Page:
Take down your icons and bin teh letter

BeeDeeDubbleU




msg:3187940
 8:46 pm on Dec 13, 2006 (gmt 0)

Note: I am not a solicitor and nothing that follows can be considered to be informed legal advice. It is however worth keeping people up to date on this because it is likely that others in these forums will be affected.

My latest research into this problem has shown that Getty have been sending out similar threatening letters to people all over the world so Corbis my just be getting in on the act. Getty are also trying to get people to pay extortionate amounts for unauthorised use of images. Like Corbis they do not use "Cease and Desist" beforehand.

Several forums have sprung up on the 'net about this and there is talk of people getting together to start a class action against them.

In the UK the general consensus seems to be that you just ignore it until they try to take action. It seems that if the "debt" is under 5K they must take you through the small debts court where the maximum costs payable are 100. If this is true (can anyone confirm?) it may be worth sitting it out to see what happens and that will be my approach for the moment.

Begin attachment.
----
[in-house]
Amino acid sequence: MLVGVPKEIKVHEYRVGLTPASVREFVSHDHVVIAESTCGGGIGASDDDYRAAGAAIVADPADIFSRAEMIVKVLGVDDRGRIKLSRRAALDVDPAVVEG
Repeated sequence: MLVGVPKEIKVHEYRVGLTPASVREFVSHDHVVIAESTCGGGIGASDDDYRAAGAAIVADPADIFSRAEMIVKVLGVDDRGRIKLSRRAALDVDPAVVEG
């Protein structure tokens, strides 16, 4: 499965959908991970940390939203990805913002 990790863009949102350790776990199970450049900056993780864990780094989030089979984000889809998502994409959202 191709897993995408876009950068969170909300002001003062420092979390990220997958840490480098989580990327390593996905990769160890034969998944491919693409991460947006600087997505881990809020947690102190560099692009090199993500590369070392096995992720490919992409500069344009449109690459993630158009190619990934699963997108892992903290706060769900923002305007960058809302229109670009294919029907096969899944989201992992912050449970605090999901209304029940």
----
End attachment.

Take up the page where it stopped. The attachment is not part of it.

I have spoken to a lawyer but he did not seem very convincing. Also getting a lawyer to defend this may cost me more than Corbis are claiming through their agents.

It is also worth pointing out that the UK Copyright, Designs and Patents Act 1988 (c. 48), article states ...

97.(1) Where in an action for infringement of copyright it is shown that at the time of the infringement the defendant did not know, and had no reason to believe, that copyright subsisted in the work to which the action relates, the plaintiff is not entitled to damages against him, but without prejudice to any other remedy.

Apparently it is up to the plaintiff to prove that the defendant did know that there was a copyright on the image .

Syzygy




msg:3188520